Before I begin, it’s important for you to know 25% of consumer credit reports have errors and 15% of those are errors bad enough to negatively impact their credit scores. That means, 1 out of 5 consumers have errors on their credit report which is why checking your credit report every single month is extremely important.

Below are a few steps that will help you dispute and remove accounts from your credit report.

The first step is for you to obtain a copy of your credit report. If you don’t have a copy, I recommend you go to www.creditchecktotal.com where you will be able to access your credit report from all three major credit bureaus Experian, Transunion and Equifax, Running your report from this site won’t have a negative impact on your credit scores.

Ok, you have your credit report, what do you next?

You want to identify any negative accounts and or information such as:

  • Inaccurate name
  • Inaccurate information
    • Social sec
    • Date of birth
    • Outdated information
    • Open accounts
    • Closed accounts
  • Unknown addresses
  • Inaccurate derogatory information
  • Unknown accounts such as:
    • Charge off
    • Collections
    • Repossessions
  • Public records
    • Judgments
    • Bankruptcy
  • Aka’s (also known as)

Once you identified errors on your credit report, you want to write a Dispute Letter to each of the three credit bureaus where you explain the error and why you believe it needs to be corrected. Disputing anything on your credit report you believe is inaccurate is completely legal and the credit bureaus by law, have up to 30 days from the moment they receive your first letter to investigate the account in question and respond to you via mail.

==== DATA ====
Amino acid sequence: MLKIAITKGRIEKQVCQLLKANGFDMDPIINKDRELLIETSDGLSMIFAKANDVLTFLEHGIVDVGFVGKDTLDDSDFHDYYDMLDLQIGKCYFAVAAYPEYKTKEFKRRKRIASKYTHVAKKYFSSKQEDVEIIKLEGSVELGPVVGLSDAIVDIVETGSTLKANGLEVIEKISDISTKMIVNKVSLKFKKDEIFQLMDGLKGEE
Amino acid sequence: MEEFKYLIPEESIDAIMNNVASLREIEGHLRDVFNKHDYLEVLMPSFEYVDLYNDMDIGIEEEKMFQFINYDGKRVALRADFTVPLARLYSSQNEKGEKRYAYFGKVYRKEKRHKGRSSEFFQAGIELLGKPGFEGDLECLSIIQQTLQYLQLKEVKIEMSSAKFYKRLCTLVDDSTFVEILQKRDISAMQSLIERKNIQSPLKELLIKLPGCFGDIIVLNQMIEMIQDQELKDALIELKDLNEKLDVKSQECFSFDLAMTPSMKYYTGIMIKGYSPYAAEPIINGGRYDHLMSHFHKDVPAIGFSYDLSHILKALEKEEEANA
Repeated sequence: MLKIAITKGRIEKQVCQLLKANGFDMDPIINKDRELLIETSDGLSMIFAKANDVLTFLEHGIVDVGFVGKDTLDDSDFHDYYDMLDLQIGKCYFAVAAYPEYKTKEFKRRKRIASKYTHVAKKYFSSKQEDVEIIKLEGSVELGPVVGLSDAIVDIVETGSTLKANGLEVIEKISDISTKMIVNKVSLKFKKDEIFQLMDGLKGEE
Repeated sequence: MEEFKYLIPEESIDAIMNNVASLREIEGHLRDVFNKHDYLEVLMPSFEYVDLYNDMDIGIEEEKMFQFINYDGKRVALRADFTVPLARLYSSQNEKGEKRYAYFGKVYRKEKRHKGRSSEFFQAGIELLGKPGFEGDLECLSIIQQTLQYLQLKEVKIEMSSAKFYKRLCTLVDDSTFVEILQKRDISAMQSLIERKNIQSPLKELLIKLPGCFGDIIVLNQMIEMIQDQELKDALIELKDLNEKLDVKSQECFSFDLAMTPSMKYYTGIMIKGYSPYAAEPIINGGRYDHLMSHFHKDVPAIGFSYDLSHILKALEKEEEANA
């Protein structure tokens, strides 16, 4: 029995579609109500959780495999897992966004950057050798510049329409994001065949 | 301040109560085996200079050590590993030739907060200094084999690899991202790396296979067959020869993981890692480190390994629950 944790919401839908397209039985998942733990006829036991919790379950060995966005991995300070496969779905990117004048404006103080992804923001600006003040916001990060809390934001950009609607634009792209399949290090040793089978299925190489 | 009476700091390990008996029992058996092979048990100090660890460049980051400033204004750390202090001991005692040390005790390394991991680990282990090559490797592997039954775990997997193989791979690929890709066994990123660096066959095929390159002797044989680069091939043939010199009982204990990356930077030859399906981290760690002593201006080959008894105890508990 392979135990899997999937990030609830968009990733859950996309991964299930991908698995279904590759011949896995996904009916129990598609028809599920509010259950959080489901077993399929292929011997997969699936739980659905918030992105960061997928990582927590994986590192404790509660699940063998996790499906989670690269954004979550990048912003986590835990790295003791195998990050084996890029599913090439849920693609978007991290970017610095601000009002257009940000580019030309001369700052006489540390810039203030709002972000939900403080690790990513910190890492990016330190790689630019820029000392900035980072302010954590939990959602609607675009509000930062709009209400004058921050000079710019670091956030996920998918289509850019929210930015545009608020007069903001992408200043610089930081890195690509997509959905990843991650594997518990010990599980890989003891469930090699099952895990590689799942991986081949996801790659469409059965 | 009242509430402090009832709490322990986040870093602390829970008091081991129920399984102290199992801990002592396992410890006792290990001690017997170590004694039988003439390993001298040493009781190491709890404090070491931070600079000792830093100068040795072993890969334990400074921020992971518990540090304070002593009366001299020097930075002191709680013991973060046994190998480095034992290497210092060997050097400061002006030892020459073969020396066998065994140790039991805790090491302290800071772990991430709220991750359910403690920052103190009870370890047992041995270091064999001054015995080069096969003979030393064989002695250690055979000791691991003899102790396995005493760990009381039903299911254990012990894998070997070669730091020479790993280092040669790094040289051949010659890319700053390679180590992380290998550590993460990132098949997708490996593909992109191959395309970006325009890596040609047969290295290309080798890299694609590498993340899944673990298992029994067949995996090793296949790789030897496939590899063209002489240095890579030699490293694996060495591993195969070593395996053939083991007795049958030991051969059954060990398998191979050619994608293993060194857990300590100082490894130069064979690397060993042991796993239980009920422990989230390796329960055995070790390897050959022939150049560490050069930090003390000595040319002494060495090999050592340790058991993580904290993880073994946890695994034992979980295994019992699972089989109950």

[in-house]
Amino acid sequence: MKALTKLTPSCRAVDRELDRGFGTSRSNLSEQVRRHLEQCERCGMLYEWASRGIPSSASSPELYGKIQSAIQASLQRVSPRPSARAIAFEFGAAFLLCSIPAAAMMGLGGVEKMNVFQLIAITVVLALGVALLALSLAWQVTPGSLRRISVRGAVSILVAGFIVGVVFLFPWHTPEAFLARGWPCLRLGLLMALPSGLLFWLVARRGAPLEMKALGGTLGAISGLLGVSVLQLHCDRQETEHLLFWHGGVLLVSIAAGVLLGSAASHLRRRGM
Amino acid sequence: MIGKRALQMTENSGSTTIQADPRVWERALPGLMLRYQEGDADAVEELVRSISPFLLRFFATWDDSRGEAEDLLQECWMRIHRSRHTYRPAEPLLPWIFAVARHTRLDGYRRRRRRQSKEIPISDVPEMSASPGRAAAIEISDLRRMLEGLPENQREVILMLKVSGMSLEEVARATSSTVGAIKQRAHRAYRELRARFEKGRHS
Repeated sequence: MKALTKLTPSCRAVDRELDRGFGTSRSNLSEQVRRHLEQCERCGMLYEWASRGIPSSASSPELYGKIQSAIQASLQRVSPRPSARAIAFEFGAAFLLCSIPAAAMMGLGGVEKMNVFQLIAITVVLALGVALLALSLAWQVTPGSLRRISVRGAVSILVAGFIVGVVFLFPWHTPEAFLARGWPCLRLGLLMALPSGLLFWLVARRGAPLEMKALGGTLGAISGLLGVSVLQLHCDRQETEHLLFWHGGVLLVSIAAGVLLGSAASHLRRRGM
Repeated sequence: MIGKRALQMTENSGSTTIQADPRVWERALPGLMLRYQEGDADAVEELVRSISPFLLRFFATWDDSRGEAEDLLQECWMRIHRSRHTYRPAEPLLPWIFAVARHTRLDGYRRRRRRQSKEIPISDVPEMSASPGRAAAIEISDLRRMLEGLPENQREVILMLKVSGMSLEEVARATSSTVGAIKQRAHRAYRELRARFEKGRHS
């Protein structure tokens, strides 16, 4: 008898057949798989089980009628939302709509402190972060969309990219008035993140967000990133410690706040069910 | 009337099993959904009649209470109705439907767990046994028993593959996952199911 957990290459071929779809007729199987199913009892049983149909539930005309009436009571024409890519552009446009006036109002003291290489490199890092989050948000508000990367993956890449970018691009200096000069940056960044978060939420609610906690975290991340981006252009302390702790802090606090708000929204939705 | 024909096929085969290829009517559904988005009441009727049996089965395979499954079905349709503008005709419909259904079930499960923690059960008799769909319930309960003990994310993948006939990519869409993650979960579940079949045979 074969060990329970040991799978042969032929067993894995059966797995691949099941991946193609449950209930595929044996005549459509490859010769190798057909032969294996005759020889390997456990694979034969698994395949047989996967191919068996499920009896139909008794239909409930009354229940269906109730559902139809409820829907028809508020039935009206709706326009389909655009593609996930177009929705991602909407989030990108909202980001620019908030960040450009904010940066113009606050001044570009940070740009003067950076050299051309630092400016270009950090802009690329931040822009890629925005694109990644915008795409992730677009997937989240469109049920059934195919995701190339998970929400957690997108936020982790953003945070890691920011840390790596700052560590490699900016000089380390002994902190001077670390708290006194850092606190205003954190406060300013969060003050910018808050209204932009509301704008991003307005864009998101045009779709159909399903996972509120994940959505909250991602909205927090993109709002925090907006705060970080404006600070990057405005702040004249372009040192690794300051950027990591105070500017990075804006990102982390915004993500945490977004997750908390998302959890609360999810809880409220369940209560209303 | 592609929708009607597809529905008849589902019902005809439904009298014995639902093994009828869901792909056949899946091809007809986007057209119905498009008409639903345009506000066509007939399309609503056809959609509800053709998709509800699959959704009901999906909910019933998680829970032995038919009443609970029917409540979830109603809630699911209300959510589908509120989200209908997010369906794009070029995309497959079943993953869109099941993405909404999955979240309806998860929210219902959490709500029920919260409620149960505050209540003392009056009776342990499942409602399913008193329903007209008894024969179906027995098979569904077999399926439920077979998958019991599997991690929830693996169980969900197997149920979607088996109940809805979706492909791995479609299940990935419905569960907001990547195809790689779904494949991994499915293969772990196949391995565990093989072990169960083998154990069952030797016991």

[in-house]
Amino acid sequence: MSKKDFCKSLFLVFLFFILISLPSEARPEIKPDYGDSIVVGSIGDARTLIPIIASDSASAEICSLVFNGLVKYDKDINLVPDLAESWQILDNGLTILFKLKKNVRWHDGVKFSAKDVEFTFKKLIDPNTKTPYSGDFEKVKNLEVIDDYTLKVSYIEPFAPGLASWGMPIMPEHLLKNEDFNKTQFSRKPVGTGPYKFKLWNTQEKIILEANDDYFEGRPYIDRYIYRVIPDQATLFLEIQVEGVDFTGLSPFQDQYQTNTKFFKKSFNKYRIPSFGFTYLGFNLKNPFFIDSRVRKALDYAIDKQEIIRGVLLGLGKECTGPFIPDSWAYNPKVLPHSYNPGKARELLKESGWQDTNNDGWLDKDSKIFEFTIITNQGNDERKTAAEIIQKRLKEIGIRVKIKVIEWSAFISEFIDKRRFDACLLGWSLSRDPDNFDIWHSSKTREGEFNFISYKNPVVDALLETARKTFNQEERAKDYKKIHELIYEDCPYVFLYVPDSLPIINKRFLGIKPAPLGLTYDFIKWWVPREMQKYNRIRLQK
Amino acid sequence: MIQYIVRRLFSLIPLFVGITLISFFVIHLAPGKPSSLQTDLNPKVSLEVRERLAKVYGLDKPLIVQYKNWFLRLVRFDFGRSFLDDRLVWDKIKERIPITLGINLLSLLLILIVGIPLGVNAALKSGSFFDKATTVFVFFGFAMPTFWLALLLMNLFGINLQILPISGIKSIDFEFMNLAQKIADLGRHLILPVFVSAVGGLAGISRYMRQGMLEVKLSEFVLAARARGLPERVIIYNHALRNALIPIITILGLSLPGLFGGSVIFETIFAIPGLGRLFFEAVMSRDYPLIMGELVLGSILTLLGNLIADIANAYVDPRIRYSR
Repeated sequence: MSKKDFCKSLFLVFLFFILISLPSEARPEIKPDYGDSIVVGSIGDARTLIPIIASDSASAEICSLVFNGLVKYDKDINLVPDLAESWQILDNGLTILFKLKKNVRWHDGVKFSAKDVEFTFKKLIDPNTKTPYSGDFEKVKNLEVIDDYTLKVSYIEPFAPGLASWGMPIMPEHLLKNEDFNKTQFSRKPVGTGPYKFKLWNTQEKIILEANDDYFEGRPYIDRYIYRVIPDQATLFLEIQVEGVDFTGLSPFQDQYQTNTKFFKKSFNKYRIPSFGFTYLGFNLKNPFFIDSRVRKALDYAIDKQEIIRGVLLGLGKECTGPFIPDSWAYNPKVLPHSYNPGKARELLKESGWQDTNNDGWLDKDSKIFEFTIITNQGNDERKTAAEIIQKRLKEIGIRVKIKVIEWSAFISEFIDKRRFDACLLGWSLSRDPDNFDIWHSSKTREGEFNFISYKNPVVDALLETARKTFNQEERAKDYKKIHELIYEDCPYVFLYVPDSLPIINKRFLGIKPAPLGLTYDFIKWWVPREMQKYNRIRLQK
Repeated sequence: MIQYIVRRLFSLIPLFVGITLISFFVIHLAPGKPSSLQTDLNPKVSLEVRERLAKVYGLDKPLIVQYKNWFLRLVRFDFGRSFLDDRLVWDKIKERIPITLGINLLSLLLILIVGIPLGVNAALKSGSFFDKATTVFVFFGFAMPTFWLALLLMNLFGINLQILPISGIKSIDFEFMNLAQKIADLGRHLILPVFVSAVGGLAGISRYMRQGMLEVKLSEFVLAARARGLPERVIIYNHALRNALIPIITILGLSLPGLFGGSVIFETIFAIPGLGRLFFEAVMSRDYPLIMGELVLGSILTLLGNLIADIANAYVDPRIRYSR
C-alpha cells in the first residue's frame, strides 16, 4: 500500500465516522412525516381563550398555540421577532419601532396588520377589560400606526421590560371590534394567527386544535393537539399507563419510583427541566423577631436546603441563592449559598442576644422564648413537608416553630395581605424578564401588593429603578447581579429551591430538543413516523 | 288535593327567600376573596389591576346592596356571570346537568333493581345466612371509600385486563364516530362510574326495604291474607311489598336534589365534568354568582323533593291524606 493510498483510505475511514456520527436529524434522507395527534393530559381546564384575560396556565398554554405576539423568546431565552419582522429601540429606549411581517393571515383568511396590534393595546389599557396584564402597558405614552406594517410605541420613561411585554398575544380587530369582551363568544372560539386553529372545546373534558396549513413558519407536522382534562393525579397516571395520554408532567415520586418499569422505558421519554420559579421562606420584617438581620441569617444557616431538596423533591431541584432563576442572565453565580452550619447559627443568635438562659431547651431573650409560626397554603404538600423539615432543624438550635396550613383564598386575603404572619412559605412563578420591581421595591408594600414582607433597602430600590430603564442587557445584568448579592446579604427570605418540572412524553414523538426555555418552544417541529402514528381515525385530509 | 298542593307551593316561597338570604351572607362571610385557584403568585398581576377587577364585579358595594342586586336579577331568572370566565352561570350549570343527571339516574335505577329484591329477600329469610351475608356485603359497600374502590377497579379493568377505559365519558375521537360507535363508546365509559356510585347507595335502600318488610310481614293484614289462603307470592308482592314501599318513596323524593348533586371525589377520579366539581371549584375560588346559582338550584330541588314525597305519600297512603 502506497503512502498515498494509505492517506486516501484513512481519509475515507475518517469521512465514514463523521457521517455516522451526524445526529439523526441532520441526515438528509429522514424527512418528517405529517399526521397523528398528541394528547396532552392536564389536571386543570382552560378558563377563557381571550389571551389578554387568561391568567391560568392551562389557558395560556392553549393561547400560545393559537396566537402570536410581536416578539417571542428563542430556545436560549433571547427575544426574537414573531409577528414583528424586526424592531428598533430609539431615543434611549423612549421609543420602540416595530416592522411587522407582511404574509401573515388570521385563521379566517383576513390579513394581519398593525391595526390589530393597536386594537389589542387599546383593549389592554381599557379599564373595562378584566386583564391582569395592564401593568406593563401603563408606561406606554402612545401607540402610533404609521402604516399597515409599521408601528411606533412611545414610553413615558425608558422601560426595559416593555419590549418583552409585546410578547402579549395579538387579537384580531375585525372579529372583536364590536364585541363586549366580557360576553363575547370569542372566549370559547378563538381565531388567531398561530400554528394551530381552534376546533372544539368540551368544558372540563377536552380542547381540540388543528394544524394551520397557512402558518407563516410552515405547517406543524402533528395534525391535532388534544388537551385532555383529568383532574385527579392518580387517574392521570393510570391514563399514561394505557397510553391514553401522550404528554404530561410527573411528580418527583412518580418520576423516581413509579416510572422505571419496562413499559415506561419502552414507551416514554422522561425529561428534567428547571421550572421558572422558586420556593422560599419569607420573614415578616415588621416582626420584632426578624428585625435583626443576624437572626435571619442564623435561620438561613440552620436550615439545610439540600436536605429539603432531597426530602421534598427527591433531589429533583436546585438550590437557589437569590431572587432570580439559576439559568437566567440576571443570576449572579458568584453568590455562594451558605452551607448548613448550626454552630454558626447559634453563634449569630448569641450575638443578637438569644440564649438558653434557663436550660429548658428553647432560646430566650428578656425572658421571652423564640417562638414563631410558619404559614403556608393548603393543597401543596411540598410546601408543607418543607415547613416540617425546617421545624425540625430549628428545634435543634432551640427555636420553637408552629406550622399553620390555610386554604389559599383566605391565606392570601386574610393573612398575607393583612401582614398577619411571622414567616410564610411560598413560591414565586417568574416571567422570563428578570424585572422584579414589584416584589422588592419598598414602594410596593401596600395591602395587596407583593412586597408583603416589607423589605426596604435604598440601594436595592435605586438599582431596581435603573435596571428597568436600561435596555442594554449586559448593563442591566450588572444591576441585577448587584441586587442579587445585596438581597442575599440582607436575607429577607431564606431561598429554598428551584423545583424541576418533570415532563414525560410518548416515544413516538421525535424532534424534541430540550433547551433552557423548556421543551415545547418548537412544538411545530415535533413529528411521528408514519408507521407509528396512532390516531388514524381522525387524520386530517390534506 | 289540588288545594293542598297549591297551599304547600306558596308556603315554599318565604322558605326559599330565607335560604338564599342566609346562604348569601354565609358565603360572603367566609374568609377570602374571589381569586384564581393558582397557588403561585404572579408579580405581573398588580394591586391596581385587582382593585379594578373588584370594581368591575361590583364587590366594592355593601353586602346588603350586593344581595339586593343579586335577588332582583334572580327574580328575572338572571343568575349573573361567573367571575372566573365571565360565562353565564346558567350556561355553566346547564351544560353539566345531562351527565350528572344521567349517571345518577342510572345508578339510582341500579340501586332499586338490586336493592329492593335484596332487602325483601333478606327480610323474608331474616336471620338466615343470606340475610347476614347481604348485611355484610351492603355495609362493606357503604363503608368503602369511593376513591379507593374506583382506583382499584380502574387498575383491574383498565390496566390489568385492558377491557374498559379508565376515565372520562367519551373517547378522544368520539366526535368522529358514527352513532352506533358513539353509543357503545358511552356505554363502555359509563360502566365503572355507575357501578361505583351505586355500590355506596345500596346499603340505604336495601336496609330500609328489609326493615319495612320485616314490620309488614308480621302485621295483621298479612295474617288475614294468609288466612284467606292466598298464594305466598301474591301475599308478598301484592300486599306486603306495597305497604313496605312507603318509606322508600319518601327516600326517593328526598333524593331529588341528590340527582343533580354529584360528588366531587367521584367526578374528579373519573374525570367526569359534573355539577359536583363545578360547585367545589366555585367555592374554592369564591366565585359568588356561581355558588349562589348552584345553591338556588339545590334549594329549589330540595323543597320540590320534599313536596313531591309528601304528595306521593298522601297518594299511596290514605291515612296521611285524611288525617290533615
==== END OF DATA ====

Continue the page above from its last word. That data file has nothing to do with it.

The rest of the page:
When sending your dispute letter, its important you include the following:

  • Letterhead address to each specific bureau
  • Account numbers for each account in question
  • List other type of errors you found on your report
  • A valid reason why you believe they are reporting in error
    • These accounts do not belong to me is not a valid reason
  • Copy of Driver’s License or State ID
  • Copy of Social Security Card
  • Utility bill verifying home address

You have your dispute letter written out and it’s ready to be mailed out to each of the three credit bureaus, what happens next? Should you mail your dispute letter certified mail? Should you sign your dispute letter?

You do not need to send your dispute letter certified mail and you do not need to sign your letter as well, there is no need for the credit agencies to have your signature on record and God forbid they send a copy of the letter along with your signature to a debt collection company and boom, they now have your signature handy.

Ok, your letter is off in the mail and the nail biting begins. Remember, the credit agencies have a period of up to 30 days to review your dispute letter and complete their investigation so the first round should take no more than 45 days, that is including the time it takes for your letters to reach their perspective destination and the time it takes for your results to be delivered to your home.

Fast forward, you received your results and you want to at this point, check your credit report for any updates and or changes that might have occured from you disputing the accounts in error. If there were any positive changes, you should see your credit scores improve by now.

Congratulations! You are now on the road to a healthier credit score and now that you know how to dispute information in question on your credit report, rest assure you are on the right road to a healthier credit score.

Bottom line:

If you identified any type of error on your credit report, it is extremely important you dispute it with its perspective credit bureau immediately. Errors on your credit report  can have a negative impact on your scores and might make it difficult for you to obtain credit cards, loans, a mortgage and even a job. Repairing your credit can be time consuming but with patience, hard work and dedication, succeeding will result in a healthy credit score.

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